Adwatch (May 2) Top 20 recall: Audi
By Jamie Maker, director, Brave, marketingmagazine.co.uk, Wednesday, 02 May 2012 08:00AM
The brand highlights its strong heritage as an auto innovator while promoting its latest cars.
From the opening frame of this ad, you're immediately thrown into a fairy-tale world. Hans Christian Andersen's Ugly Duckling story set to music, Danny Kaye tunefully raising my spirits as I watch a very strange car (at least, I assume it's a car - it looks pretty weird) meander through town.
Unfortunately the car isn't allowed to mind its own business. It's laughed at, heckled, and its appearance draws disapproving shakes of the head. Why can't they leave the poor thing alone?
And right there is the realisation that this is a car ad that's grabbed me. Not through style, being daringly different or even having a visual impact, but through powerful story-telling. I'm not watching a TV ad for a car; I'm watching a fairy tale. I half expect to see James Stewart walk in from the set of It's a Wonderful Life, jump in the car and make everything all right.
Hang on a minute - this is a car ad, right? Aren't we supposed to be shown the usual functional aspects of the latest model, following a well-used formula? Let's see how the car handles round a corner, then watch it speed along a mountain road with a view of the Mediterranean. That rather homogenised approach to car advertising only really shows me that it's a car and can be driven on a road - nothing interesting or new in that.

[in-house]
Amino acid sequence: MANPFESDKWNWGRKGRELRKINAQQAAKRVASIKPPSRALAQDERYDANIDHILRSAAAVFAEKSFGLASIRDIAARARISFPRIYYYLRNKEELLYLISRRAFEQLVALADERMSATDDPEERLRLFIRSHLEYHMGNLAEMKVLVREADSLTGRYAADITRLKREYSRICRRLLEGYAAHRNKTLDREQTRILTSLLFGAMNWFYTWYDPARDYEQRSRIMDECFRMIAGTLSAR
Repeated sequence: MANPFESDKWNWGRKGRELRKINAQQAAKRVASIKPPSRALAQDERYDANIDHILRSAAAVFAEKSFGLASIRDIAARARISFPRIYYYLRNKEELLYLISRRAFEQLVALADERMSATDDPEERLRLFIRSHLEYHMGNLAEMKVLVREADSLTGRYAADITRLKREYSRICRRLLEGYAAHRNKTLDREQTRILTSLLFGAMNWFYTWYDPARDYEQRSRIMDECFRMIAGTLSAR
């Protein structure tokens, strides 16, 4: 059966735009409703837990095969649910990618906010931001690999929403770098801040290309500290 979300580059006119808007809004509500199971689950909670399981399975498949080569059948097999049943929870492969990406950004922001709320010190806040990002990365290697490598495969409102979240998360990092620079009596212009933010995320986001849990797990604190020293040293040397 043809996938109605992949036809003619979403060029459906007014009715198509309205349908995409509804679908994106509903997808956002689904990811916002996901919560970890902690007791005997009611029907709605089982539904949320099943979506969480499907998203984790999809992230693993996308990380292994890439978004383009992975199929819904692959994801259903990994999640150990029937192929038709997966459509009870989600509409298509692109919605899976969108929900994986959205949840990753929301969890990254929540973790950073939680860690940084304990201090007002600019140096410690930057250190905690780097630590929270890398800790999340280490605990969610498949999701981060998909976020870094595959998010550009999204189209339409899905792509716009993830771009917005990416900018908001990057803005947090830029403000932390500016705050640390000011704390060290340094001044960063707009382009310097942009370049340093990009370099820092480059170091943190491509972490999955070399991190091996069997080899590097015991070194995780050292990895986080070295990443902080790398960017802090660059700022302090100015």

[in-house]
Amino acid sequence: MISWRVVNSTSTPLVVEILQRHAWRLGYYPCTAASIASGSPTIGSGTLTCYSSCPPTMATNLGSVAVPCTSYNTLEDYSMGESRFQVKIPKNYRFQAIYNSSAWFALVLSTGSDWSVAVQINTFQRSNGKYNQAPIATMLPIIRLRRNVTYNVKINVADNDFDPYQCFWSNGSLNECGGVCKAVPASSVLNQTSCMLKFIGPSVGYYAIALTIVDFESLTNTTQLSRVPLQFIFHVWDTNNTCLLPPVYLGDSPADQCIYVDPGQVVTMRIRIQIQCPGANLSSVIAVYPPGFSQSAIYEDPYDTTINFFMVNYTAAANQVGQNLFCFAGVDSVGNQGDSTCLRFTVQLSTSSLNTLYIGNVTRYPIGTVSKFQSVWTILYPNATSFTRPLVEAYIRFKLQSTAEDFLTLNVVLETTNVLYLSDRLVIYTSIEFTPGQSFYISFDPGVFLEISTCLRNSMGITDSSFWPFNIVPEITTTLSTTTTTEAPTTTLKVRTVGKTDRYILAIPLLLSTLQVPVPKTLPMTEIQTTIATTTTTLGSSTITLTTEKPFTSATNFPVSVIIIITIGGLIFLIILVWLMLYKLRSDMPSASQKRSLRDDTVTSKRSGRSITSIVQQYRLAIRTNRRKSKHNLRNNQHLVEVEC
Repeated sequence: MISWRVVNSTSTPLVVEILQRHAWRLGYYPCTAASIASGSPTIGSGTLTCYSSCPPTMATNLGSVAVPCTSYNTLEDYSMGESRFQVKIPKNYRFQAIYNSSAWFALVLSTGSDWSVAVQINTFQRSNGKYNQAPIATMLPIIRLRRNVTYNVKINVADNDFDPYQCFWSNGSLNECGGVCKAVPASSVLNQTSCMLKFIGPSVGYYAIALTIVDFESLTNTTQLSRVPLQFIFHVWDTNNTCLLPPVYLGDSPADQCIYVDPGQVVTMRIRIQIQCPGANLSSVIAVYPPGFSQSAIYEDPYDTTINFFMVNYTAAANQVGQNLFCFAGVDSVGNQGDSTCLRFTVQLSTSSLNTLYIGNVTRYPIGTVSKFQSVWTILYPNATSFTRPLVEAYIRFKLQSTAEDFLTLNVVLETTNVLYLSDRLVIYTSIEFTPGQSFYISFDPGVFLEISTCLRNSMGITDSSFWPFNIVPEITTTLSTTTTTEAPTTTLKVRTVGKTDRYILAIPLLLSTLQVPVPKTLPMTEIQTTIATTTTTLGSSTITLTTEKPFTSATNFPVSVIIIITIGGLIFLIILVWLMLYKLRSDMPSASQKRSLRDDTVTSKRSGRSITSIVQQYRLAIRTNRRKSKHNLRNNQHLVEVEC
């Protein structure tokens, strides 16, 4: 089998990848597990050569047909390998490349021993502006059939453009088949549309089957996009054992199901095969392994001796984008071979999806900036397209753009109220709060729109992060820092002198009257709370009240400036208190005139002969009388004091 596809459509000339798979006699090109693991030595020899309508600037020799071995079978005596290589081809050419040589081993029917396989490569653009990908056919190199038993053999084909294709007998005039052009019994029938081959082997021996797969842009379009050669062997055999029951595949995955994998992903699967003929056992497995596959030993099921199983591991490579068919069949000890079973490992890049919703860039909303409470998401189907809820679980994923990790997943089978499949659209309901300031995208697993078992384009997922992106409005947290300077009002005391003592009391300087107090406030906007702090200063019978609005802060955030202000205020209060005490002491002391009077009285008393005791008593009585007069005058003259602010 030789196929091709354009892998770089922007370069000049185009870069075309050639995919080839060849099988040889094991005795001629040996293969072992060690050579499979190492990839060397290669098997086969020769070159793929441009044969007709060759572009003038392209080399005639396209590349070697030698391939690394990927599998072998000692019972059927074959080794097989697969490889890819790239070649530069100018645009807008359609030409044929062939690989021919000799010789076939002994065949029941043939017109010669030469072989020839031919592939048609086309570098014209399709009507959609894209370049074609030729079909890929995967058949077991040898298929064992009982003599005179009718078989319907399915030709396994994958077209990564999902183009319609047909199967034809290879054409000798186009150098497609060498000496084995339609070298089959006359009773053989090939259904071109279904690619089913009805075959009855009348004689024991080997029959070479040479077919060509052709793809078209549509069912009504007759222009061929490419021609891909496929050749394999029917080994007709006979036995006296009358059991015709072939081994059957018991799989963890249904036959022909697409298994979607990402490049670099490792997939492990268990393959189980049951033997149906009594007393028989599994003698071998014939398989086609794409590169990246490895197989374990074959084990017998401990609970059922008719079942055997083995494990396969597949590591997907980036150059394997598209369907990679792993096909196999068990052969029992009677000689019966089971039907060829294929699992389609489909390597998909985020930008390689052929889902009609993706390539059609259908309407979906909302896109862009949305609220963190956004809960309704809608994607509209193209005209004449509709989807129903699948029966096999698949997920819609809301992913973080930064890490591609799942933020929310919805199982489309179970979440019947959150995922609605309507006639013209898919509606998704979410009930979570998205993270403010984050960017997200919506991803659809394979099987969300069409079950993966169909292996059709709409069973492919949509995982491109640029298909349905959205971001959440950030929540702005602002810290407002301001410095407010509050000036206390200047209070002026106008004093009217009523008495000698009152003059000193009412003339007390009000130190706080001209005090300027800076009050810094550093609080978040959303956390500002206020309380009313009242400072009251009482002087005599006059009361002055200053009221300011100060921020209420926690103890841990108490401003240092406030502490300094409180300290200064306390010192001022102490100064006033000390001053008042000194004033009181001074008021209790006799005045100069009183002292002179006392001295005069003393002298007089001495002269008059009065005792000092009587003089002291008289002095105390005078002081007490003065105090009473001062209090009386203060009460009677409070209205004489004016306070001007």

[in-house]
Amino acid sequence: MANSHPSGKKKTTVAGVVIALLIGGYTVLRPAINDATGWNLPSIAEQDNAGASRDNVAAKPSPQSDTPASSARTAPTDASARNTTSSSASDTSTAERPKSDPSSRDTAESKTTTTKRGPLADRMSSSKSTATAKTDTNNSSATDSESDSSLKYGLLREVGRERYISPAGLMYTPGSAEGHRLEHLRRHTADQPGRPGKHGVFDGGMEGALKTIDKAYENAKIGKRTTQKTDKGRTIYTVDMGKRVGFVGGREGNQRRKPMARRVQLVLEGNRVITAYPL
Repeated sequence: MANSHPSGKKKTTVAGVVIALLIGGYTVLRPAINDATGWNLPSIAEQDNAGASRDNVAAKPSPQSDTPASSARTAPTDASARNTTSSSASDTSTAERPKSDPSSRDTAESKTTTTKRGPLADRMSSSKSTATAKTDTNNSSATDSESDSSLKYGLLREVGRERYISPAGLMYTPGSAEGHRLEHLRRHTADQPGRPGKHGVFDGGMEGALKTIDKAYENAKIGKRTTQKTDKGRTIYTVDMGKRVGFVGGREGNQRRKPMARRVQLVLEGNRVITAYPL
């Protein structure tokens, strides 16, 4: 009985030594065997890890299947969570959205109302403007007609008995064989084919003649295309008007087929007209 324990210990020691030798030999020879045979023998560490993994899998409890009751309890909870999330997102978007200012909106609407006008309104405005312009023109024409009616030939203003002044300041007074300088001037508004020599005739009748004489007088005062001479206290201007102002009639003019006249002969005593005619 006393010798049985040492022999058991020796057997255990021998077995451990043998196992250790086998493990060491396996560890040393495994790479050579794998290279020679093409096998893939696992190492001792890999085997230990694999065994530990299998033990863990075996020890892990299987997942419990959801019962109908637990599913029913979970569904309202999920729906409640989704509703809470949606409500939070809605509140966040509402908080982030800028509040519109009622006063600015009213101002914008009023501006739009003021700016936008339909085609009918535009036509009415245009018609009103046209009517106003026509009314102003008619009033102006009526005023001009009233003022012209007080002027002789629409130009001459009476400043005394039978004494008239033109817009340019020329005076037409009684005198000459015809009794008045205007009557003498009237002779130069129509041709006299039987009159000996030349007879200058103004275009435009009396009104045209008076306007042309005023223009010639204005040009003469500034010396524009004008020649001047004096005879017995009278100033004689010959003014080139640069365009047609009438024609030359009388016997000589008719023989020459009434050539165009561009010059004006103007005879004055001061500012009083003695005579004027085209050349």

That's not what we get here, however. The black-and-white world into which we're thrown is immediately engaging and we connect with the car straight away, feeling protective of this 'ugly duckling'. In less than 30 seconds I've been made to humanise the car and feel sorry for it. Impressive stuff, and very different from what I expect to see from Audi.
Of course, everything does turn out all right. Paul Jaray's 20s experimental aerodynamic design transforms into a modern-day Audi A5.
I can't remember the last time I was so drawn in by a car ad. I could question why the A5 was chosen over the other models - the A3 or the A4 could have done just as well - but it's clear that this is doing a job for the brand, not just the A5.
Audi certainly has come a long way, but the heartbeat of what drives the brand remains the same: the focus on advancement through technology, even if it was misunderstood back in the day. In one small transformation, the past 90-odd years of progression are clearly demonstrated, portraying the evolution of design as well as engineering.
It is no easy task maintaining a long-term brand strategy with new news, especially one as well-established as 'Vorsprung durch Technik'. Yet this execution manages to do this exceptionally well, and the more I watch this, the more I like it. The only problem is that I now have the song stuck in my head.
Brand strategy verdict: 9 out of 10
Audi advertising returns to form. This ad manages to deliver brand heritage with true story-telling - 'Vorsprung durch Technik' with style.
|Adwatch: Top 20 recall|
Abbott Mead Vickers
Bartle Bogle Hegarty/
Abbott Mead Vickers BBDO/
Lola Lowe Madrid/
Bartle Bogle Hegarty/
CHI & Partners/
Bartle Bogle Hegarty/
Digital & Direct/
|13=||(–)||Visa||Saatchi & Saatchi,
|15=||(7=)||Tesco F&F||The Red Brick Road/
This article was first published on marketingmagazine.co.uk
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